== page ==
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African Performance 2008
 
Meet the winners for 2008
 

The four Africa Performance prizewinners
Winners (from l to r) Benjamin Kent, Olusanya Kolawole Oluwaseyi, Tawanda Mutero Kanengoni, and Risenga Mkondo
 

Meet the 2008 winners

 

Risenga Makondo, South Africa

I immediately felt, yes, this play is number one.
Shimmer Chinodya, judge
 
First place went to "Dear Mr Lampard" by South African writer Risenga Makondo. It tells the moving story of a young Zimbabwean boy who writes letter after letter to Chelsea star, Frank Lampard.

Risenga, who comes from Venda in the north east of South Africa, is himself a Chelsea fan.

He told the BBC that he was inspired by how football brings people together. "A teacher, a doctor, a churchman and a thief can all sit and watch football and will all jump up at the same time. Football is a place where everyone is equal."

Asked why he chose Dear Mr Lampard to win, Judge Shimmer Chinodya told the BBC:

"The characters are very engaging, they are very touching. The play read very well and came across as a very credible story - the back drop of this play is very contemporary.

"You have Zimbabwe in the throes of economic problems with young people looking to South Africa and looking to Britain for salvation. I immediately felt, yes, this play is number one."

Fortune, the young hero of Dear Mr Lampard, ends up undertaking the dangerous journey across the Limpopo River to South Africa in an attempt to fulfil his dreams of meeting his idol, Frank Lampard.

Listen to Meet the winner (23 mins)

Tawanda Mutero Kanengoni, Zimbabwe

In second place was "A Home for Tai" by Zimbabwean Tawanda Mutero Kanengoni.

The play highlights the the pressure women feel to produce children, and the lengths people will go to to concieve.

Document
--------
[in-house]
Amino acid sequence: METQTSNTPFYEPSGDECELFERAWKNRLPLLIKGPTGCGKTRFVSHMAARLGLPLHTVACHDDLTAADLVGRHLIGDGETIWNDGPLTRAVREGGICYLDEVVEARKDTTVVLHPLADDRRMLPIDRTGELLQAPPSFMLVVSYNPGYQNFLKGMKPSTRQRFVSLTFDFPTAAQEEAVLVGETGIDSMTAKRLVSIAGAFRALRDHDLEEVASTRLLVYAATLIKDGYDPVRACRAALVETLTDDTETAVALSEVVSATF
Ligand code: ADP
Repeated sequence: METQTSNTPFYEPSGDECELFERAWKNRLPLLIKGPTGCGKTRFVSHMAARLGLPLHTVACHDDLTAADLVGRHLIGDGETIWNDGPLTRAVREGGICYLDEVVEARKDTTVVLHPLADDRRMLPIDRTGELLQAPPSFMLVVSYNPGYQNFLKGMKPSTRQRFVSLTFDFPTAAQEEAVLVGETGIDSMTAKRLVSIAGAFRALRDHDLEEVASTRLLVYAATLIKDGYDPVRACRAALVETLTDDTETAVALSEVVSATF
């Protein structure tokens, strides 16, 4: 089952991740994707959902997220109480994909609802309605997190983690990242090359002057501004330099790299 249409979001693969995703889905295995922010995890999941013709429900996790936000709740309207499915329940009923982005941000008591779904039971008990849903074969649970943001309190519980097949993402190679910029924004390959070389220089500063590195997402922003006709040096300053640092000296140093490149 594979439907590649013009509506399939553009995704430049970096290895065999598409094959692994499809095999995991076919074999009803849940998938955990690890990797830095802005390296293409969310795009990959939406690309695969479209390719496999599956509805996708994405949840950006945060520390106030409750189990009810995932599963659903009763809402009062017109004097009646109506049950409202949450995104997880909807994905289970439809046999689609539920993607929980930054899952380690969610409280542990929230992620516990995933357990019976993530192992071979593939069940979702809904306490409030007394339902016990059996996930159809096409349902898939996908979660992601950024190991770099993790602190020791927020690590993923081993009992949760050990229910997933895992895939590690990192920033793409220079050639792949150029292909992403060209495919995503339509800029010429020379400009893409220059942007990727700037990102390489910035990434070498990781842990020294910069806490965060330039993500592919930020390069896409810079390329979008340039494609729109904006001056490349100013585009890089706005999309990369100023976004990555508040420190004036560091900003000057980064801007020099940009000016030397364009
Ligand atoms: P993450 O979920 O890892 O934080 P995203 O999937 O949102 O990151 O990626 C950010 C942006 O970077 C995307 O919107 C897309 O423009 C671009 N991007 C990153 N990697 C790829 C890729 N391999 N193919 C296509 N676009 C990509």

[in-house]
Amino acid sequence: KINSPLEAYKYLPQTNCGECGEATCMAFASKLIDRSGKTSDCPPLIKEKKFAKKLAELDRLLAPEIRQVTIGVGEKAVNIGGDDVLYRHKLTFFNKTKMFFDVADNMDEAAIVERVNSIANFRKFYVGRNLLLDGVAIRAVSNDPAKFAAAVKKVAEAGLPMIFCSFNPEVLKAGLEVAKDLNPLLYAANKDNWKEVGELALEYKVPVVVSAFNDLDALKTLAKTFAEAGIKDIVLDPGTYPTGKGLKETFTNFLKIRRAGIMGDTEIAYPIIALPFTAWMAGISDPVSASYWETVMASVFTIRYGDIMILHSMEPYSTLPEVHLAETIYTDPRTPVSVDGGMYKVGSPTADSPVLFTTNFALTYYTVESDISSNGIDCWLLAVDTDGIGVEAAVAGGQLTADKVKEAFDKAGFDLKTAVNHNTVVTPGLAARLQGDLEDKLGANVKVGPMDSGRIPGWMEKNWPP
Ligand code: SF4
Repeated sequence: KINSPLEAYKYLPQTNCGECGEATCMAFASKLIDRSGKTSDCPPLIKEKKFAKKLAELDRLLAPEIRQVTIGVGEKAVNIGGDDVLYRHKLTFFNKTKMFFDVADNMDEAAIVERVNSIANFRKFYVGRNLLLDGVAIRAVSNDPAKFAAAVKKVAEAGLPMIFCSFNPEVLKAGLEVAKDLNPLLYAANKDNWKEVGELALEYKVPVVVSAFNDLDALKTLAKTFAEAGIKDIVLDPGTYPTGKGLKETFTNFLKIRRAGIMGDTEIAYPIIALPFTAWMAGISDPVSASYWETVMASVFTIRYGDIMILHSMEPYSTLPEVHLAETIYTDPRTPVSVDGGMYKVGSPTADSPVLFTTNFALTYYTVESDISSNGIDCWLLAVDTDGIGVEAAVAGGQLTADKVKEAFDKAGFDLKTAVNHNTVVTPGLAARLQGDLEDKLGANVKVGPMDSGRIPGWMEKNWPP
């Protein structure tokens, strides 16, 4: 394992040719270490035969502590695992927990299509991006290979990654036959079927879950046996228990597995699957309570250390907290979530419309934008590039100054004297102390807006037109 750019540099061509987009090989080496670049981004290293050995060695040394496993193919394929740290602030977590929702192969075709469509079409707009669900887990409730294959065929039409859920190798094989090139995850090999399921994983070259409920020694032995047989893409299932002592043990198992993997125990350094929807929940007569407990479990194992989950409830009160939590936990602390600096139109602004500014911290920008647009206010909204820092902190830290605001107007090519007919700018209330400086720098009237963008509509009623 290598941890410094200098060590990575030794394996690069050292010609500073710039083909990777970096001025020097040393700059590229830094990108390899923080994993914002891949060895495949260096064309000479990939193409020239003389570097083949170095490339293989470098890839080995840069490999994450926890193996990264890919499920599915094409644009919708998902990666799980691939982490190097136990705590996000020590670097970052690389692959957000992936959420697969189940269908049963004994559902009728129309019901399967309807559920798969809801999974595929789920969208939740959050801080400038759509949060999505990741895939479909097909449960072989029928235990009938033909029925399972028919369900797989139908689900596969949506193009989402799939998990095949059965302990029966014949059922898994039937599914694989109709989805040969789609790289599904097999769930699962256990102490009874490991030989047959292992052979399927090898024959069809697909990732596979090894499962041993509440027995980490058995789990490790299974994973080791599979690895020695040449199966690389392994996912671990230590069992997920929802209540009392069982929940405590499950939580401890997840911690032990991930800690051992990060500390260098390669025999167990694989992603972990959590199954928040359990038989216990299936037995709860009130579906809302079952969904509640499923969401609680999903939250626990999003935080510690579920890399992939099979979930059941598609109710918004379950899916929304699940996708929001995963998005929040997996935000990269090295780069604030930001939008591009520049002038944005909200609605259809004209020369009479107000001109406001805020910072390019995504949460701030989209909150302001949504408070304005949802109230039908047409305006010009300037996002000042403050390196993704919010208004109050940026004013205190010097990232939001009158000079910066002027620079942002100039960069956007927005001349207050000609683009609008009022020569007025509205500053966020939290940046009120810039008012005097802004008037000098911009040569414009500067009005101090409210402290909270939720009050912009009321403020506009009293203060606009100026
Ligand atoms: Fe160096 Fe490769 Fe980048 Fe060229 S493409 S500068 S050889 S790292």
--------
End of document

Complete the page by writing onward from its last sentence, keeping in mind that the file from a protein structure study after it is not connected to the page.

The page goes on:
It features a young woman fighting to keep her husband and family as she struggles to fall pregnant.

Infertility was a subject tackled by many entrants to this year's play writing competition, suggesting that this is a devastating issue for many couples around the continent.

Benjamin Kent, Ghana

Joint third place went to "Funeral Bells" by Benjamin Kent from Ghana which takes a wry look at the central role funerals play in African society.

Benjamin is a student filmmaker, and has also examined Ghanian attitudes through film. You can watch his short documentary "Close Strangers" at blackpublicmedia.org. (The BBC is not responsible for external sites.)

Shimmer Chinodya
Mirirai Moyo

Mirirai Moyo, Zimbabwe

Judge Shimmer Chinodya awarded the other Special Commendation to "Belonging" by Zimbabwean Mirirai Moyo.

He said of "Belonging" that it was probably the most original and inventive of all the plays he read.

The play explores issues of identity and asks whether it possible for us to transcend the limitations of our culture, class, ethnicity - or species.

Mirirai and Geri
• In 2006, the BBC asked Africans to described one thing they could not live without - Mirirai described "Geri", her laptop.

The heroine of the play is a bright young chicken, and her soulmate is, believe it or not, a hyena.

Olusanya Kolawole Oluwaseyi, Nigeria

"Dangerous Voyage" by Olusanya Kolawole Oluwaseyi shared third place. It tells the tale of four West Africans who risk their lives in a fishing boat hoping to start a new life in the Canary Islands.

Olusanya entered "Dangerous Voyage" in last year's competition. He won a special nomination. Last year's judge, Olusola Oyeleye, suggested he reworked the play and re-enter it.

Jide Afolayan, Nigera

The Proposition
• Jide won third prize in 2007 with "The Proposition", in which sexually harassed students defeat lecherous lecturers
Listen to "The Proposition"
The first special commendation went to "Power Failure" by Nigerian university lecturer Jide Afolayan.

"Power Failure" sees a citizen of Lagos so frustrated by power outages and fuel scarcities that he chucks in his job and moves to the village.

The play addresses real problems which listeners all over Africa will empathise with as well as exploiting the comic potential of its subject matter to the full.
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